Portland City Council unanimously approved Mayor Ted Wheeler's proposal to create 12 new, unarmed officers within the Portland Police Bureau Dec. 5, but the council's debate over the roles left the police union sour.

The unanimous vote to hire 12 new officers—all represented by the Portland Police Association—could be counted as a victory for the mayor's office and the police union. But the tenor of discussion at City Hall left the union president "frustrated."

Portland Police Association President Daryl Turner snapped back at city officials who criticized the delay in implementing the program, which was originally funded in June 2017 but will now miss a Jan. 1 deadline set in the 2018-19 city budget. Meanwhile, Commissioner-elect Jo Ann Hardesty said the new officers shouldn't be represented by the police union, and Turner felt other officials had signaled their agreement with her.

"I am frustrated that this City Council has lost its focus. I'm frustrated at the lack of results for our community," Turner wrote in a press release on Dec. 6. "Jumping on the anti-police bandwagon is easy, perhaps even lazy, but it does nothing to fix the general livability issues that plague our city."

Turner rejected suggestions from City Hall that the police union had delayed negotiations over the new classification. Instead, he laid out a timeline that suggests the city was slow to come to the bargaining table.

"If city officials are looking for an explanation for the delays, perhaps a long look in the mirror is in order," Turner wrote.

The comments come a day after all four city commissioners joined the mayor in approving the Public Safety Support Specialists, or PS3s. The Portland Police Bureau will begin background checks for the first hires into the program in January.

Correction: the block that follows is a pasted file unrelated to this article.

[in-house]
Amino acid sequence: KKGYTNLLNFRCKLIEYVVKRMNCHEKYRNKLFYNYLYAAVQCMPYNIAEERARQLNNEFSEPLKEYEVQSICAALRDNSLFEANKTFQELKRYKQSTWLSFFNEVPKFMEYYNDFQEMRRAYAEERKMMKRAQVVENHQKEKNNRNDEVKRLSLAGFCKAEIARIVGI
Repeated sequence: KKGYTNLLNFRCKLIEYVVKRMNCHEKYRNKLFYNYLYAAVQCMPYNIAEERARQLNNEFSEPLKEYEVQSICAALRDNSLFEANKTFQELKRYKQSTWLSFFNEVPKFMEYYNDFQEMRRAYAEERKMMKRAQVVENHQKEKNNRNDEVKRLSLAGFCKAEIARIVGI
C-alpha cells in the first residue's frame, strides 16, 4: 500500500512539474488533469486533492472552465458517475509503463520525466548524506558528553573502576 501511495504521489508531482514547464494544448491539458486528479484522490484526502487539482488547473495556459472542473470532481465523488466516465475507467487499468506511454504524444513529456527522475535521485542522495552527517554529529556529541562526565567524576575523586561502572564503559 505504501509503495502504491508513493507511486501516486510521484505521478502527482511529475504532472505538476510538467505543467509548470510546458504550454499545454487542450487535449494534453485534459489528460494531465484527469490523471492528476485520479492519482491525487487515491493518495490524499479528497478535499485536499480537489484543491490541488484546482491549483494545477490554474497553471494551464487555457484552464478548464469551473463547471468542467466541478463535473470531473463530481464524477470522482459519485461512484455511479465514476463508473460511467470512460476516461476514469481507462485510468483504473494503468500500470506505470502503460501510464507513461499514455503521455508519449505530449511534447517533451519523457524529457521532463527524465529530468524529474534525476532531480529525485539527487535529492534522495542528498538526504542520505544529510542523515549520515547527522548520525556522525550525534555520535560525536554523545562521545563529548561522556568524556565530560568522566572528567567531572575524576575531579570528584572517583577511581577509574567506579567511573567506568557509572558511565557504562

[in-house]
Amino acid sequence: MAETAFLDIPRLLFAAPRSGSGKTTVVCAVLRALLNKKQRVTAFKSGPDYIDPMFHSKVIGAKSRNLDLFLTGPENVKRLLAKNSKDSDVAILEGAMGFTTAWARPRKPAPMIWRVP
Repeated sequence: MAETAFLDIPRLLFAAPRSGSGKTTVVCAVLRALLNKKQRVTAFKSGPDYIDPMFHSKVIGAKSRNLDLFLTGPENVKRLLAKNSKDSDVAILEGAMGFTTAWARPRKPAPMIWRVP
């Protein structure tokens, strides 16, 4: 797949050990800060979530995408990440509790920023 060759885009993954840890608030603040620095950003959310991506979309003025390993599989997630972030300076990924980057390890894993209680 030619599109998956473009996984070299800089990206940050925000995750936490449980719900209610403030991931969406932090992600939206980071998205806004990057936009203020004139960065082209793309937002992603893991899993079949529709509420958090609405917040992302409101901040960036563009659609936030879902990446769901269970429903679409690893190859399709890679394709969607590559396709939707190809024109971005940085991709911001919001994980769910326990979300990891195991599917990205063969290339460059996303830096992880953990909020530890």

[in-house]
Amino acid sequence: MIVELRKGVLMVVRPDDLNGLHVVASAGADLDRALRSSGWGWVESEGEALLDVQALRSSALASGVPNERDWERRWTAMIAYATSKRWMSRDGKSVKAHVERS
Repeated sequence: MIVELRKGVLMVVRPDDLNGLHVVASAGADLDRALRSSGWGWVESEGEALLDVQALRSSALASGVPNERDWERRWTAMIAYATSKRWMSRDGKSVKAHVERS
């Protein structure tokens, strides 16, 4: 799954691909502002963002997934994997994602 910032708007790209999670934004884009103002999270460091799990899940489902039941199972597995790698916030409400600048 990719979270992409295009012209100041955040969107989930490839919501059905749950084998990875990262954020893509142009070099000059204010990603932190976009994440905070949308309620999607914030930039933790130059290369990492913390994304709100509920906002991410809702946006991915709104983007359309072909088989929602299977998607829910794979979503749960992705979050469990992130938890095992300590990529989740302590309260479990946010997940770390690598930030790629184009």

During council discussion, Commissioner Chloe Eudaly pressed city officials on whether they had sufficiently consulted the public and community stakeholders when crafting the PS3 job description. Nicole Grant, a senior policy advisor and police liaison in the mayor's office, began to suggest that Wheeler's team could have done more to reach out. Wheeler cut her short.

"I profoundly disagree," he said. He suggested he campaigned on creating positions like the PS3 officers. The mayor promised to hire unarmed community service officers in the 2017-18 budget after cutting the popular Mounted Patrol to finance the pilot program.

Later in Wednesday's council meeting, Wheeler apologized for interrupting Grant.

Wheeler's office has been quarreling for weeks with the union over what the unarmed officers can do—and how autonomous they'll be.

During the City Council hearing, the mayor's office pushed back hard on the suggestion that PS3s would man front desks, which was one example Turner gave WW in an interview about the proposed positions. Turner also suggested the officers would wait for tow trucks at non-injury accidents and perform other support services.

The mayor's office later clarified that the PS3s would be able to do more than administrative tasks, including potentially walking patrol beats alone or with sworn police officers.

A spokesman for the Portland Police Bureau confirmed that PS3s could be directed to interact with the community by walking a beat, but said the "specific circumstances and frequency will be determined at a later time."